Japan's Abe vows to resolve territorial dispute with Russia

Japanese Prime Minister Shinzo Abe, second from right, delivers a speech during an annual rally, calling on Russia to return disputed islands which Japan calls the Northern Territories and Russia calls Kuril Islands, in Tokyo Thursday, Feb. 7, 2019. Abe vowed to take a “step-by-step” approach in resolving a territorial dispute with Russia left over from World War II. Abe said that settling the conflict over islands north of Hokkaido that are controlled by Russia was difficult but necessary. Japanese slogans in the background read: "Return the Northern Territories." (Shinji Kita/Kyodo News via AP)
Japanese Prime Minister Shinzo Abe, second from right, arrives to deliver a speech during an annual rally, calling on Russia to return disputed islands which Japan calls the Northern Territories and Russia calls Kuril Islands, in Tokyo Thursday, Feb. 7, 2019. Abe vowed to take a “step-by-step” approach in resolving a territorial dispute with Russia left over from World War II. Abe said that settling the conflict over islands north of Hokkaido that are controlled by Russia was difficult but necessary. Japanese slogans partially seen in the background read: "Return." (Shinji Kita/Kyodo News via AP)

TOKYO — Japanese Prime Minister Shinzo Abe vowed Thursday to take a "step-by-step" approach in resolving a territorial dispute with Russia left over from World War II.

Abe told a rally of former residents of four islands seized by Russia in the war's final days and their supporters Thursday that settling the conflict over what Japan calls its "northern territories" was difficult but necessary.

"It is not easy to resolve this task remaining over 73 years since the war. Yet, we need to tackle this," Abe said.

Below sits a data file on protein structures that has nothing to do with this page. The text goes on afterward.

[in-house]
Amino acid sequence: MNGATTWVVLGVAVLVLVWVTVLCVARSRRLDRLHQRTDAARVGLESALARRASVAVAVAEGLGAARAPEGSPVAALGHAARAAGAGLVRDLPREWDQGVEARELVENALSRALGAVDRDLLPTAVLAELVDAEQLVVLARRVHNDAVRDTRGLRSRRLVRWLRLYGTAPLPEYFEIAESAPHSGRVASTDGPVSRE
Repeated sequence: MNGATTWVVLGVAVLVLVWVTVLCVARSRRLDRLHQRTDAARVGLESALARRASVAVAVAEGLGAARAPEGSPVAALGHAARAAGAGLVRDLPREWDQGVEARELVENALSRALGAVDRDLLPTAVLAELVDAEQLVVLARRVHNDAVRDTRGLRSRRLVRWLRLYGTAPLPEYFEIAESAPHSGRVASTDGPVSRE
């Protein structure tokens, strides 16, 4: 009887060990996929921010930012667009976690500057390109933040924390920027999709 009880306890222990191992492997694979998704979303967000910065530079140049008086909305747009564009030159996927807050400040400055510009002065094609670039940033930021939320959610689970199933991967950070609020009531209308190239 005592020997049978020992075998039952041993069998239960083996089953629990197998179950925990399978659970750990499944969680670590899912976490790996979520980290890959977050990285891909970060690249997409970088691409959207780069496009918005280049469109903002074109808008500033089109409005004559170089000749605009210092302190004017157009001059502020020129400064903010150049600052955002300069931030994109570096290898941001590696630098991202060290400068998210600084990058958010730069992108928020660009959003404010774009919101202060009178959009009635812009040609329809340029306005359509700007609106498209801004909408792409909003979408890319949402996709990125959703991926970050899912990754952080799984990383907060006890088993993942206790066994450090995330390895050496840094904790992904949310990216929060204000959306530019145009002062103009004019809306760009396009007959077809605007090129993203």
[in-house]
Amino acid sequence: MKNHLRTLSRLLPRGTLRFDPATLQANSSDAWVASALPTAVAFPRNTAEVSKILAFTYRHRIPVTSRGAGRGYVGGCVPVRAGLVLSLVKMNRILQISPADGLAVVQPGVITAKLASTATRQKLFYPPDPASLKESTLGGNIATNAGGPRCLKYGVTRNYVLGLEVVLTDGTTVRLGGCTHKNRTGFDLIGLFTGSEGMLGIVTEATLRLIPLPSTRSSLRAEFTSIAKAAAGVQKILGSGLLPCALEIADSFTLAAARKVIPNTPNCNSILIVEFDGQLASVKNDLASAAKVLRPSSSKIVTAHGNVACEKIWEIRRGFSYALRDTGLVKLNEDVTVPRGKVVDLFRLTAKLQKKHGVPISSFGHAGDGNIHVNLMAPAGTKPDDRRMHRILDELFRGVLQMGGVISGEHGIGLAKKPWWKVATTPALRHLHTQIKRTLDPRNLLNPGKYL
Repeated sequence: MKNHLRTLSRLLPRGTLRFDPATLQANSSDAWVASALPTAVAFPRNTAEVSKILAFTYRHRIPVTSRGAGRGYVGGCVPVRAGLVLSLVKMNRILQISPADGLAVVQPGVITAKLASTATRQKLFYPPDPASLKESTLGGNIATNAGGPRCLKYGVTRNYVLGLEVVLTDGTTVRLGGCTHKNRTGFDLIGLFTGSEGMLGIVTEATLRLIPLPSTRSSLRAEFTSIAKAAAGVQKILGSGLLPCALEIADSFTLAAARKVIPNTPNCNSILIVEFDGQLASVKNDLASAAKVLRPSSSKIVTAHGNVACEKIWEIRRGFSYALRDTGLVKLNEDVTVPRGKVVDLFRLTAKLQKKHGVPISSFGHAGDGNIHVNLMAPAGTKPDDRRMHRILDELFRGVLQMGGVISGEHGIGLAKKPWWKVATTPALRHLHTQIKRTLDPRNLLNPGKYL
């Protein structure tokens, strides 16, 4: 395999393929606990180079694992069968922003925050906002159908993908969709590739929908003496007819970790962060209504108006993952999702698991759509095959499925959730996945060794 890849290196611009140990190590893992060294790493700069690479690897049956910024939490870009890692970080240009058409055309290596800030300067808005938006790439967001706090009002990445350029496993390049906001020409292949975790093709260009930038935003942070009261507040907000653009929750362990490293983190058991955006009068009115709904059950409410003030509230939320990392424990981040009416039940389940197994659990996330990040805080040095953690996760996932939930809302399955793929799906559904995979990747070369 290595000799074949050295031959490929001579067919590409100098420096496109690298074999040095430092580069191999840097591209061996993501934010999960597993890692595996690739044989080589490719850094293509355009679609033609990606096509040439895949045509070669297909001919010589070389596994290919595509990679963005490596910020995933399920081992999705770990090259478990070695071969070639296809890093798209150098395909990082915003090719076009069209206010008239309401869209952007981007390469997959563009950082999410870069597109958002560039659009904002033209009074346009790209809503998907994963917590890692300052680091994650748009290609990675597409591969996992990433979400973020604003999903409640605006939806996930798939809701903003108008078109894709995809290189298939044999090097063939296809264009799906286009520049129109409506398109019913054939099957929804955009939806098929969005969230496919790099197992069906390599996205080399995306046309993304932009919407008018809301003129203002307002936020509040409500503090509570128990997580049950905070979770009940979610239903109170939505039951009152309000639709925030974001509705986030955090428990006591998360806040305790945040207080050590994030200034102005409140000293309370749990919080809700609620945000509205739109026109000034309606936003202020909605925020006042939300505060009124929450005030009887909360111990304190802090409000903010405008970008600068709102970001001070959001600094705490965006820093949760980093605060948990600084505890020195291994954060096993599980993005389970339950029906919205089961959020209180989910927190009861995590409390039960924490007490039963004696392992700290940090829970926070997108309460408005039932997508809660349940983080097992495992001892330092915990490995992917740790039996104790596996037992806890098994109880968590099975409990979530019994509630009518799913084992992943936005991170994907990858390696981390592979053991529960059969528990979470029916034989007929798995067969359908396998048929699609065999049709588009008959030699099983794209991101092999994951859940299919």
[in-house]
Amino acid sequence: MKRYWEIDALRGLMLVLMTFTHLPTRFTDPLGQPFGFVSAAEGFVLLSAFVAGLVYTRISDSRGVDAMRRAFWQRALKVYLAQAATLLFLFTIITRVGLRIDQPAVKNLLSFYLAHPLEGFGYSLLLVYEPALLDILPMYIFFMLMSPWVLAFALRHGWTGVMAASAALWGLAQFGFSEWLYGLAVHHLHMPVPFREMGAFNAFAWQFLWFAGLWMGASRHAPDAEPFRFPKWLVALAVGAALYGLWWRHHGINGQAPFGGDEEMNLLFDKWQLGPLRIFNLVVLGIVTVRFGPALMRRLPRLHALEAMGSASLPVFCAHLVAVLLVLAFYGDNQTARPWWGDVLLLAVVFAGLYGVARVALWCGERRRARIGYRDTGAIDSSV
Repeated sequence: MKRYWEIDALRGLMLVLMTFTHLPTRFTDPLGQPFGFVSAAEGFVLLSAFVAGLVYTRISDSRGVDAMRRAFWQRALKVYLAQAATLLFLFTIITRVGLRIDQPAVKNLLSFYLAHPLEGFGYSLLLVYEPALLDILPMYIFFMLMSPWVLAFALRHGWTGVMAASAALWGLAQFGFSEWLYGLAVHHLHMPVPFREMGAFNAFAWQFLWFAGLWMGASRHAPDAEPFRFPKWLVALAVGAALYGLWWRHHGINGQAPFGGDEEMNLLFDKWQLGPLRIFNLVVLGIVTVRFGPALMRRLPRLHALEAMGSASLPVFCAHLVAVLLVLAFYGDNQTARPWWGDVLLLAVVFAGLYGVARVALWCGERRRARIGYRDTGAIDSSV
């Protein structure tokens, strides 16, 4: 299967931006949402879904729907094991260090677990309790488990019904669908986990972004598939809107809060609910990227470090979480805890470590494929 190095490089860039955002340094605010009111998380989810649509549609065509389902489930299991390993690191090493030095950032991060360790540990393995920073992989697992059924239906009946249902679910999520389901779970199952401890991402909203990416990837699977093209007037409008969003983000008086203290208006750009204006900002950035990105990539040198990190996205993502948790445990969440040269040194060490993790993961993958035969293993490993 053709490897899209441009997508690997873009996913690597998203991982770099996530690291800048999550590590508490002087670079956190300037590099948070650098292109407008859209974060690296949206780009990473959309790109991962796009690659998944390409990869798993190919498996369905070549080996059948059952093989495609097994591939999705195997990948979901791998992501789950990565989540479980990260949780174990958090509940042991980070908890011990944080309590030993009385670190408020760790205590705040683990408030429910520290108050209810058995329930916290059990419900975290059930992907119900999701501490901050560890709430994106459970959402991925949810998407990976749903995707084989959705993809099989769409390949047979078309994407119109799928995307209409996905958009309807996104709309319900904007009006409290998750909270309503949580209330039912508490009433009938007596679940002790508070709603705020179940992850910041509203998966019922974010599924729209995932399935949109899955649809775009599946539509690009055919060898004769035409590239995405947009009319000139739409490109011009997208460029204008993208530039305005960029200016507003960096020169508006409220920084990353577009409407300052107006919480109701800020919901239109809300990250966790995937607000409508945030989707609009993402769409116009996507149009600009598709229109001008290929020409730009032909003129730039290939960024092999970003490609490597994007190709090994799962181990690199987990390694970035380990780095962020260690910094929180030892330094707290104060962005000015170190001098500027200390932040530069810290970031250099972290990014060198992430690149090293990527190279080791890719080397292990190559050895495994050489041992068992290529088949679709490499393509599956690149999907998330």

"Keeping in mind your sentiments toward the Northern Territory, we are determined to take a step-by-step approach toward resolving the territorial issue," he said.

Regaining the islands north of Japan's northern main island of Hokkaido has been a priority for Abe and his conservative base. For seven decades, the dispute has prevented Tokyo and Moscow from signing a peace treaty.

In November, Abe and Russian President Vladimir Putin agreed to accelerate negotiations based on a 1956 Soviet proposal to return two of the islands to Japan.

That suggestion angered Russian nationalists, and last month Russian Foreign Minister Sergey Lavrov warned Japan it must recognize the islands as part of Russia as a starting point for talks.

Abe said the negotiations would continue based on the guidelines agreed to with Putin in order to sign a peace treaty "while people of Japan and Russia strengthen their mutual trust and friendship."

While Abe is keen to make progress on the dispute with Russia and find opportunities to cooperate in developing oil and gas and other natural resources, China is the overriding concern, said James Brown, associated professor at Temple University's Japan Campus.

"There is also the concern that the United States, especially under the 'America First' policy of (President Donald) Trump, is somewhat of a less reliable ally than it was in the past," Brown said.

To avoid facing isolation among "hostile" powers such as China, North Korea and Russia, "it seems that Abe has calculated that of those countries, it would make sense to try and normalize relations with Russia and thereby to draw it away from China," he said.

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